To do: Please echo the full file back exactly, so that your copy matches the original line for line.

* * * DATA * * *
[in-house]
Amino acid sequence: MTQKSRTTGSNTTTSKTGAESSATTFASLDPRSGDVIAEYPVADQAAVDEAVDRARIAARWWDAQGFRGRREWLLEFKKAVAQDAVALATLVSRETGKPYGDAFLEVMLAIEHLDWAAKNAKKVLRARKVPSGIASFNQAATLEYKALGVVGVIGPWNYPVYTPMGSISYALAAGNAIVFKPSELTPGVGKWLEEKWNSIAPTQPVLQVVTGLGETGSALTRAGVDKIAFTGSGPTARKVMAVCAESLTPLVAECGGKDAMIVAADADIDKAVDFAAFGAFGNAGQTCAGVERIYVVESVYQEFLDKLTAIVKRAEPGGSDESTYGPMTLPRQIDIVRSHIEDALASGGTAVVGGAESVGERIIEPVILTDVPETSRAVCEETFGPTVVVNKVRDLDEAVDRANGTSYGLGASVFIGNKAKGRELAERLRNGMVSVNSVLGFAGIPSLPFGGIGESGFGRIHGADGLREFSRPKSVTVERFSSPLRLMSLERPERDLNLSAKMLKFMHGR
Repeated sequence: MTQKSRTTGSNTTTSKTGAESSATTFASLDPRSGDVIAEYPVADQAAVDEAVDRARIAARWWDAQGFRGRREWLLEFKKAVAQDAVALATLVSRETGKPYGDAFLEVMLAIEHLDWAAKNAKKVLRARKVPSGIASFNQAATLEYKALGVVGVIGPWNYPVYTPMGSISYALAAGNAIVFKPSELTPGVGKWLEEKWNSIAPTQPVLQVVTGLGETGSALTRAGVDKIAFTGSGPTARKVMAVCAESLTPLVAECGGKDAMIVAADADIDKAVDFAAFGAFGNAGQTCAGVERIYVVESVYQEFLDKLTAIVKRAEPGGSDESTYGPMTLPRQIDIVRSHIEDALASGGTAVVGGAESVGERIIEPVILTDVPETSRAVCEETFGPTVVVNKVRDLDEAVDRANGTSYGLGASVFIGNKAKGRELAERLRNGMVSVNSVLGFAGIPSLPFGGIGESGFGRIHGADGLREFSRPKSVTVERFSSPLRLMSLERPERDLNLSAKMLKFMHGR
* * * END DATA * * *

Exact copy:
[in-house]
Amino acid sequence: MTQKSRTTGSNTTTSKTGAESSATTFASLDPRSGDVIAEYPVADQAAVDEAVDRARIAARWWDAQGFRGRREWLLEFKKAVAQDAVALATLVSRETGKPYGDAFLEVMLAIEHLDWAAKNAKKVLRARKVPSGIASFNQAATLEYKALGVVGVIGPWNYPVYTPMGSISYALAAGNAIVFKPSELTPGVGKWLEEKWNSIAPTQPVLQVVTGLGETGSALTRAGVDKIAFTGSGPTARKVMAVCAESLTPLVAECGGKDAMIVAADADIDKAVDFAAFGAFGNAGQTCAGVERIYVVESVYQEFLDKLTAIVKRAEPGGSDESTYGPMTLPRQIDIVRSHIEDALASGGTAVVGGAESVGERIIEPVILTDVPETSRAVCEETFGPTVVVNKVRDLDEAVDRANGTSYGLGASVFIGNKAKGRELAERLRNGMVSVNSVLGFAGIPSLPFGGIGESGFGRIHGADGLREFSRPKSVTVERFSSPLRLMSLERPERDLNLSAKMLKFMHGR
Repeated sequence: MTQKSRTTGSNTTTSKTGAESSATTFASLDPRSGDVIAEYPVADQAAVDEAVDRARIAARWWDAQGFRGRREWLLEFKKAVAQDAVALATLVSRETGKPYGDAFLEVMLAIEHLDWAAKNAKKVLRARKVPSGIASFNQAATLEYKALGVVGVIGPWNYPVYTPMGSISYALAAGNAIVFKPSELTPGVGKWLEEKWNSIAPTQPVLQVVTGLGETGSALTRAGVDKIAFTGSGPTARKVMAVCAESLTPLVAECGGKDAMIVAADADIDKAVDFAAFGAFGNAGQTCAGVERIYVVESVYQEFLDKLTAIVKRAEPGGSDESTYGPMTLPRQIDIVRSHIEDALASGGTAVVGGAESVGERIIEPVILTDVPETSRAVCEETFGPTVVVNKVRDLDEAVDRANGTSYGLGASVFIGNKAKGRELAERLRNGMVSVNSVLGFAGIPSLPFGGIGESGFGRIHGADGLREFSRPKSVTVERFSSPLRLMSLERPERDLNLSAKMLKFMHGR